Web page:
Like most other standardized tests, the ACT offers an array of options for students who qualify for testing accommodations. In this post, I’ll take you through some of the most common accommodations on the ACT, such as extra time, and then we’ll finish by going over how to get accommodations on the ACT. Let’s dive in.
ACT Accommodation Options
The ACT emphasizes that it approves accommodations “based on the examinee’s diagnosis and needs,” so the specific accommodations available to you will vary depending on whether you’re applying because of a learning disability, an attention disorder, a physical handicap, or another condition. Some of the most common accommodation options include:
- 50% time extension (“time and a half”)
- 100% time extension (“double time”)
- Multiple-day testing
- Alternate test formats (such as Braille or audio)
- Wheelchair-accessible room
- Use of a computer for the Writing Test
This is by no means an exhaustive list, however, and I always encourage students & parents to contact the ACT directly in order to get the most comprehensive picture of the various testing accommodations that may be available to them.
Related Reading: What’s a Good ACT Score For 2023 & 2024?
How to Apply for Extra Time (and Other Accommodations)
- The first step is to register for a test date. During the registration process, you’ll be prompted to provide some initial information about any accessibility needs that you have. Once the ACT has processed your test registration and accessibility request…
- You’ll receive information to pass along to the official at your school who is in charge of assisting with the application process for testing accommodations; this may be a guidance counselor, a learning specialist, or some other staff member. You’ll work with that school official to…
- Complete the rest of the process, which primarily entails providing documentation to the ACT. This documentation must demonstrate A) that your condition or disability is professionally diagnosed and limits “one or more major life activities” and B) that accommodations are “appropriate and reasonable for the documented disability.”
Step 3 is typically the biggest obstacle for students looking to get testing accommodations on the ACT, particularly because the ACT can be a bit hard-nosed in some cases regarding proof of a diagnosed condition. Acceptable documentation can include an IEP (Individual Education Plan) or a Section 504 plan, so students who already get accommodations in school (and therefore typically already have that documentation) tend to have an easier time getting ACT approval.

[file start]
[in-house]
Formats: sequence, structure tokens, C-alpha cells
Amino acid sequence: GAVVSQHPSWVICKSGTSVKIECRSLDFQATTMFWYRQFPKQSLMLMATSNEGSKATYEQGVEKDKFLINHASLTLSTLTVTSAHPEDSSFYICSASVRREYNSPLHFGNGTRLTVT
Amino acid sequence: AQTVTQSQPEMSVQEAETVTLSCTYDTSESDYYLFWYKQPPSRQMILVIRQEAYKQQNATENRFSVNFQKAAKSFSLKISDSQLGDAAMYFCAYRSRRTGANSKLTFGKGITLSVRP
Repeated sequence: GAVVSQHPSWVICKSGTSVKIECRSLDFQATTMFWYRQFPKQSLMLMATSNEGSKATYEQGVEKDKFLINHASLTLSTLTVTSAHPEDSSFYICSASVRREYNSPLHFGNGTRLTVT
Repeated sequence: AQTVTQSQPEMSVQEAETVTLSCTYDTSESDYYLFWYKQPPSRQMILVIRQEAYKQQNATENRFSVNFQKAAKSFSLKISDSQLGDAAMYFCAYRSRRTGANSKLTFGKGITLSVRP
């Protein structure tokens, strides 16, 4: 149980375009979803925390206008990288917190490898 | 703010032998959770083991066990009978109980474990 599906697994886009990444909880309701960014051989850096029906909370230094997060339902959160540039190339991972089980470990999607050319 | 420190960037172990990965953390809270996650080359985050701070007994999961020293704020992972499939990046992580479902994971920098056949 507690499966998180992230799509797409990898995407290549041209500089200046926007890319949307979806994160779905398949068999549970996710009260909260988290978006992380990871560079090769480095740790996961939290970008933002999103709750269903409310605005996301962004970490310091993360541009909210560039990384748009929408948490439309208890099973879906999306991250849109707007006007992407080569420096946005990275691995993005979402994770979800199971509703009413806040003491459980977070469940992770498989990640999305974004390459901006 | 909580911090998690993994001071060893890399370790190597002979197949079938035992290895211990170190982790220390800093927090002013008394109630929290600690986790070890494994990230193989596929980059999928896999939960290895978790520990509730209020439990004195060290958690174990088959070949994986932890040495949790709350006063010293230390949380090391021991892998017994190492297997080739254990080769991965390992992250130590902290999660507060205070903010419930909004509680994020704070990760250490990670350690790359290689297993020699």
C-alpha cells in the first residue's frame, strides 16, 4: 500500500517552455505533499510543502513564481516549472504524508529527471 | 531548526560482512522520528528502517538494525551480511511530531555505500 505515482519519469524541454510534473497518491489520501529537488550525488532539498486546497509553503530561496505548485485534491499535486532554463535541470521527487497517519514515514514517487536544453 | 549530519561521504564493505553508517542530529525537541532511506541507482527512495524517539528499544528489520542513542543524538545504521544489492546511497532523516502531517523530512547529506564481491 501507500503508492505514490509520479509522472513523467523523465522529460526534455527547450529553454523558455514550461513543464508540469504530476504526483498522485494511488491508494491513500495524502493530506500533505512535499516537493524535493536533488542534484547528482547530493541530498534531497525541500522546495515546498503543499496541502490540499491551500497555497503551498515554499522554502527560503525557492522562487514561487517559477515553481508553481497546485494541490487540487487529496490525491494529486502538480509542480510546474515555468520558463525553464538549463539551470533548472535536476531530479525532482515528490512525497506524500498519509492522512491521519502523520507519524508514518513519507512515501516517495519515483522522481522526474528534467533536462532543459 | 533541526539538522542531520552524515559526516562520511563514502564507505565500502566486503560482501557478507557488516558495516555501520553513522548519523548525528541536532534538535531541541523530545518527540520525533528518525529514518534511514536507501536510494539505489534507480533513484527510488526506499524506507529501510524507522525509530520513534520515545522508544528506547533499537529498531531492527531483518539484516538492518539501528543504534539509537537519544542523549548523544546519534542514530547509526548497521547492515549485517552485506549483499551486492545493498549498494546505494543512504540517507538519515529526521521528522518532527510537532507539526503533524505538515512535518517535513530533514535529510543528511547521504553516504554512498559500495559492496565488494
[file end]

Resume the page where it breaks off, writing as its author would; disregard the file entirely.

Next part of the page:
If you’re planning to apply for accommodations on the ACT, make sure you allow plenty of time to complete the process. This is especially true if you don’t currently get accommodations in school: you’ll need to get a formal diagnosis, submit the required paperwork to the ACT, and give them time to make a decision before your test date. Certain disabilities require accommodations that can’t be provided at a standard test center, so you may need to set up a separate test date at a special testing site that is equipped to meet those needs. Finally, you also want to make sure that you leave enough of a time cushion for an appeal. If the ACT denies your application for accommodations, you may be able to reapply with additional documentation, so don’t limit your options by cutting it too close to the test date!
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That wraps up our overview of ACT testing accommodations. The best way to get more information about how to get extra time or other accommodations on the ACT is by contacting the ACT directly, or by consulting with the official at your school in charge of the application process. If you’re looking for support with any other aspect of the test, head over to Inspirica Pros’ ACT headquarters, where our team of experienced ACT tutors are ready to help you crush the ACT.